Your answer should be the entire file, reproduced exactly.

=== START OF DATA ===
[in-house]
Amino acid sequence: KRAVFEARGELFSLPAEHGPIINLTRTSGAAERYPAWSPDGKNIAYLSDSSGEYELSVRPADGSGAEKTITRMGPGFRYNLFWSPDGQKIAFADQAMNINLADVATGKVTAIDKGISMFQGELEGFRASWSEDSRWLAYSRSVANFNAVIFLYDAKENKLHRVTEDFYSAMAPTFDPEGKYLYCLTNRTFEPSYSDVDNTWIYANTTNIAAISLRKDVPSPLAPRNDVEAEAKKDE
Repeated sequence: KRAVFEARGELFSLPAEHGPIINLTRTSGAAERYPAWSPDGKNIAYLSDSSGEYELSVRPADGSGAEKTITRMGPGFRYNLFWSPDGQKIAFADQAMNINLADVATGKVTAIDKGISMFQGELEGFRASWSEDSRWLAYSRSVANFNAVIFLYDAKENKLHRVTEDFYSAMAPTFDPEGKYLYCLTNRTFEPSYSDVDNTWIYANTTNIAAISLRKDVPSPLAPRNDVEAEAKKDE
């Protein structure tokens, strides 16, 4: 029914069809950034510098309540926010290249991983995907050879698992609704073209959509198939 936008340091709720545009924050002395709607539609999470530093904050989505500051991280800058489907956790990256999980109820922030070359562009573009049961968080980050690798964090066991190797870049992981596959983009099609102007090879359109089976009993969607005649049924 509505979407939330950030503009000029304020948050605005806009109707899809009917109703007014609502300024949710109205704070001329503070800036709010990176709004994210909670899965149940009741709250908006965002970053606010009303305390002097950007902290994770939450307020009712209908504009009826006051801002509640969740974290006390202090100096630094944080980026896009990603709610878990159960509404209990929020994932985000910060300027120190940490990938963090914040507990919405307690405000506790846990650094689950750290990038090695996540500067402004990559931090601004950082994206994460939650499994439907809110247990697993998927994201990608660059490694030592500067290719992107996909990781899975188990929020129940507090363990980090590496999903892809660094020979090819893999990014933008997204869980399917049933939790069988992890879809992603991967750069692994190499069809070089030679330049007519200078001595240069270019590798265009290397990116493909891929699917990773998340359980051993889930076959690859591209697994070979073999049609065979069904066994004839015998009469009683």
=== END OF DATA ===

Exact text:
[in-house]
Amino acid sequence: KRAVFEARGELFSLPAEHGPIINLTRTSGAAERYPAWSPDGKNIAYLSDSSGEYELSVRPADGSGAEKTITRMGPGFRYNLFWSPDGQKIAFADQAMNINLADVATGKVTAIDKGISMFQGELEGFRASWSEDSRWLAYSRSVANFNAVIFLYDAKENKLHRVTEDFYSAMAPTFDPEGKYLYCLTNRTFEPSYSDVDNTWIYANTTNIAAISLRKDVPSPLAPRNDVEAEAKKDE
Repeated sequence: KRAVFEARGELFSLPAEHGPIINLTRTSGAAERYPAWSPDGKNIAYLSDSSGEYELSVRPADGSGAEKTITRMGPGFRYNLFWSPDGQKIAFADQAMNINLADVATGKVTAIDKGISMFQGELEGFRASWSEDSRWLAYSRSVANFNAVIFLYDAKENKLHRVTEDFYSAMAPTFDPEGKYLYCLTNRTFEPSYSDVDNTWIYANTTNIAAISLRKDVPSPLAPRNDVEAEAKKDE
């Protein structure tokens, strides 16, 4: 029914069809950034510098309540926010290249991983995907050879698992609704073209959509198939 936008340091709720545009924050002395709607539609999470530093904050989505500051991280800058489907956790990256999980109820922030070359562009573009049961968080980050690798964090066991190797870049992981596959983009099609102007090879359109089976009993969607005649049924 509505979407939330950030503009000029304020948050605005806009109707899809009917109703007014609502300024949710109205704070001329503070800036709010990176709004994210909670899965149940009741709250908006965002970053606010009303305390002097950007902290994770939450307020009712209908504009009826006051801002509640969740974290006390202090100096630094944080980026896009990603709610878990159960509404209990929020994932985000910060300027120190940490990938963090914040507990919405307690405000506790846990650094689950750290990038090695996540500067402004990559931090601004950082994206994460939650499994439907809110247990697993998927994201990608660059490694030592500067290719992107996909990781899975188990929020129940507090363990980090590496999903892809660094020979090819893999990014933008997204869980399917049933939790069988992890879809992603991967750069692994190499069809070089030679330049007519200078001595240069270019590798265009290397990116493909891929699917990773998340359980051993889930076959690859591209697994070979073999049609065979069904066994004839015998009469009683």